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Slow-worm


Slow-worm
Photo Information
Copyright: Tadeusz Sikorski (cysorz) Silver Star Critiquer/Gold Note Writer [C: 32 W: 3 N: 71] (464)
Genre: Animals
Medium: Color
Date Taken: 2007-07-22
Categories: Reptiles
Exposure: f/3.2, 1/60 seconds
More Photo Info: [view]
Photo Version: Original Version
Theme(s): Amphibians and reptiles of Poland, Reptiles - Lizards, Chuckwallas, Agamas & Tegus 2 [view contributor(s)]
Date Submitted: 2007-07-22 5:19
Viewed: 6323
Points: 8
[Note Guidelines] Photographer's Note [Polish]
Anguis fragilis (the slow worm, slow-worm, slowworm, blindworm or blind worm) is a limbless reptile native to Eurasia.
Slow-worms are lizards. The skin of the varieties of slow-worm is smooth with scales that do not overlap one another. Like some other lizards, slow-worms autotomize, meaning that they have the ability to shed their tails in order to escape predators. The tail regrows, but seldom to its former length.
These reptiles are active during the day and like to bask in the sun. They are carnivorous and, because they feed on slugs and worms, they can often be found in long grass.
The females give birth to live young (viviparous birth). In the days leading up to birth the female can often be seen basking in the sun on a warm road.
They are common in gardens and can be encouraged to enter and help remove pest insects by placing black plastic or a piece of tin on the ground. On warm days one or more slow worms will often be found underneath these collectors of heat.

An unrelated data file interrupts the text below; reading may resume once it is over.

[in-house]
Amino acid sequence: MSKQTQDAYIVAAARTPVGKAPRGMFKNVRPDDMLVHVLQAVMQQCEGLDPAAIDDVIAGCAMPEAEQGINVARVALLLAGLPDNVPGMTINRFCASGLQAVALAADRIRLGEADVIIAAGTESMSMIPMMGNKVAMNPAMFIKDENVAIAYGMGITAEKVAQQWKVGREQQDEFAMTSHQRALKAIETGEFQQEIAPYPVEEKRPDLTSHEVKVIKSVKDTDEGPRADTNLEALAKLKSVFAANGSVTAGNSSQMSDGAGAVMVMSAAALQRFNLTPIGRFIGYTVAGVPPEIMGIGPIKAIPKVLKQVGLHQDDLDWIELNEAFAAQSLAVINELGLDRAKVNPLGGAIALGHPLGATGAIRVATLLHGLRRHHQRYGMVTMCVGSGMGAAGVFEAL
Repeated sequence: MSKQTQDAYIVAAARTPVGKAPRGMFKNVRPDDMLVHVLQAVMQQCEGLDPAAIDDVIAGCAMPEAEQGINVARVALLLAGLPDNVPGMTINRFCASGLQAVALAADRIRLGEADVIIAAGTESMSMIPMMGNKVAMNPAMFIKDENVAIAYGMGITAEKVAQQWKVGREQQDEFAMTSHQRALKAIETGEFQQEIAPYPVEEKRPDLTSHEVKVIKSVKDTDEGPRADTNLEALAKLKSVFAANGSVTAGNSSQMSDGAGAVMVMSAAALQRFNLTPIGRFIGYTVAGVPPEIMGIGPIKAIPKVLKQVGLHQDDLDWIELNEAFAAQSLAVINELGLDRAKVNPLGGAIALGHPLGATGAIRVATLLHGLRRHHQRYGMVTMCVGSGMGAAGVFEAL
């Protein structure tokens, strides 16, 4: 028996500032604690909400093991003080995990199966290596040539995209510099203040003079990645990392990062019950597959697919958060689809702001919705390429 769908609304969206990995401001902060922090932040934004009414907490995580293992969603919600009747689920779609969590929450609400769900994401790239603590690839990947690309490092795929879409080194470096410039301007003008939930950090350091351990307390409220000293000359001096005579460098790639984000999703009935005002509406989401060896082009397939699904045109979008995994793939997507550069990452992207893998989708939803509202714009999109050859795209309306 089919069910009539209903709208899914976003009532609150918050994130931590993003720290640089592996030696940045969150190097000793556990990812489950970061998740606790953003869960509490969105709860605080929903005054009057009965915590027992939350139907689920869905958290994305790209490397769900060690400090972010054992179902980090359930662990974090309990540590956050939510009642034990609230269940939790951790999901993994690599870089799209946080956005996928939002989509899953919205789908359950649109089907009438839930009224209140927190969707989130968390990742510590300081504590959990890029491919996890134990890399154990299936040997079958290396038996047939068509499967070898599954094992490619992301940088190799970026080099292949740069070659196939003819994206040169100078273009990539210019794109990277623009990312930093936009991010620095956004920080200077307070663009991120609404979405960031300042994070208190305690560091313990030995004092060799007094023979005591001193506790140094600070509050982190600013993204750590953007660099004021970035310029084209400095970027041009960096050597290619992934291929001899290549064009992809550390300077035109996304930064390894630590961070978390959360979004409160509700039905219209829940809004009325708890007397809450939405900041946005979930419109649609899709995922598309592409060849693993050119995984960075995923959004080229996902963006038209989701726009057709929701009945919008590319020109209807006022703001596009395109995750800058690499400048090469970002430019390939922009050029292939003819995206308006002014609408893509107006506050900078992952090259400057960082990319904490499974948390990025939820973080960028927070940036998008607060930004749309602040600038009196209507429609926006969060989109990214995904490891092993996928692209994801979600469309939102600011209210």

Although these lizards are often mistaken for snakes, there are a number of features that differentiate them from snakes. The most important is they have small eyes with eyelids that blink. This is a feature that is not found in snakes. They also have notched tongue rather than a forked tongue, which is a common feature of a snake. They shed their skin in patches like other lizards, rather than the whole skin as most snakes do.
Adult slow-worms grow to be about 50 cm long and are known for their exceptionally long life; it has been said that a slow-worm is the longest living lizard, living about thirty years in the wild and up to fifty-four years in captivity. The female often has a stripe along the back and the male may have blue spots. (Wikipedia)

eqshannon, carpnter, IulianGherghel, Max31, cicindela has marked this note useful
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Discussions
ThreadThread Starter Messages Updated
To cicindela: cysorzcysorz 1 10-14 12:10
To IulianGherghel: cysorzcysorz 1 07-28 01:54
To demeve: cysorzcysorz 1 07-23 11:14
To eqshannon: cysorzcysorz 1 07-22 06:56
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Critiques [Translate]

I can see where they would be confused as snakes. It was certainly what I fist thought until reading your amazing notes. Nice capture with focus on the front of the creature....

Bob

Hello Tadeusz,
Very nice close up, very beautiful
Wonderful POV and composition, lovely colors
Very sharp and well focused.. Well Done

Everton.

Hi,
Beautiful shot of this Anguis.
Great pov and colors.
Regards,
Iulian

Witam Tadeuszu!
Padalec to byla chyba pierwsza jaszczurka jaka w zyciu widzialem, ale mimo to nigdy w Polsce nie udalo mi sie zrobic temu zwierzakowi dobrego zdjecia...
Twoja fotka ma ciekawa perspektywe, a punkt widzenia "z wysokosci padalca" jest naprawde super. Dobre detale i kolorystyka, takze notka jest szczegolowa :)
Serdeczni pozdrawiam,
Radek

PS. Jesli nie masz nic naprzeciw pozwole sobie dodac to zdjecie do tematu "Amphibians and reptiles of Poland" :>

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